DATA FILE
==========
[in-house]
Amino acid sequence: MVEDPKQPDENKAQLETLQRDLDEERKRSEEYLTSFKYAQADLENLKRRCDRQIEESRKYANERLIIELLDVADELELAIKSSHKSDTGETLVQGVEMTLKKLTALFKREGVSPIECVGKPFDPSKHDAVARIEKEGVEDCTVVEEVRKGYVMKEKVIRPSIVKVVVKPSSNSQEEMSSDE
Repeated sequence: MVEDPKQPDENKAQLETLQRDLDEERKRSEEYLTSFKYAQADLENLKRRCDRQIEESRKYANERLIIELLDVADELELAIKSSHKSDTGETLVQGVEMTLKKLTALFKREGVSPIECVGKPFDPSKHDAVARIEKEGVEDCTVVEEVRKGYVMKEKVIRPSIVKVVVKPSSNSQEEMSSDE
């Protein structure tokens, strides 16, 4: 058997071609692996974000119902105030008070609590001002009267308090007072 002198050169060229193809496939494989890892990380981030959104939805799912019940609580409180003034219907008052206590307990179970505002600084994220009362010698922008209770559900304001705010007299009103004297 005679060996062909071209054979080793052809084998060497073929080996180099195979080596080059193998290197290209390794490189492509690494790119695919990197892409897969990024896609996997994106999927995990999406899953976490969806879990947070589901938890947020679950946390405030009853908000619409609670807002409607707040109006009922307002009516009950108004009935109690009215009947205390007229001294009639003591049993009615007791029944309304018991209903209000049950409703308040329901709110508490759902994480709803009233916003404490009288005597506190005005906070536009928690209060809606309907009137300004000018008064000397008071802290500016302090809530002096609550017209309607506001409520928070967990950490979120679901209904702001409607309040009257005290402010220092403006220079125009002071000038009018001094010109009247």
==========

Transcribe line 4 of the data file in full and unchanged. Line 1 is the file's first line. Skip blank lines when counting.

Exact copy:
């Protein structure tokens, strides 16, 4: 058997071609692996974000119902105030008070609590001002009267308090007072 002198050169060229193809496939494989890892990380981030959104939805799912019940609580409180003034219907008052206590307990179970505002600084994220009362010698922008209770559900304001705010007299009103004297 005679060996062909071209054979080793052809084998060497073929080996180099195979080596080059193998290197290209390794490189492509690494790119695919990197892409897969990024896609996997994106999927995990999406899953976490969806879990947070589901938890947020679950946390405030009853908000619409609670807002409607707040109006009922307002009516009950108004009935109690009215009947205390007229001294009639003591049993009615007791029944309304018991209903209000049950409703308040329901709110508490759902994480709803009233916003404490009288005597506190005005906070536009928690209060809606309907009137300004000018008064000397008071802290500016302090809530002096609550017209309607506001409520928070967990950490979120679901209904702001409607309040009257005290402010220092403006220079125009002071000038009018001094010109009247």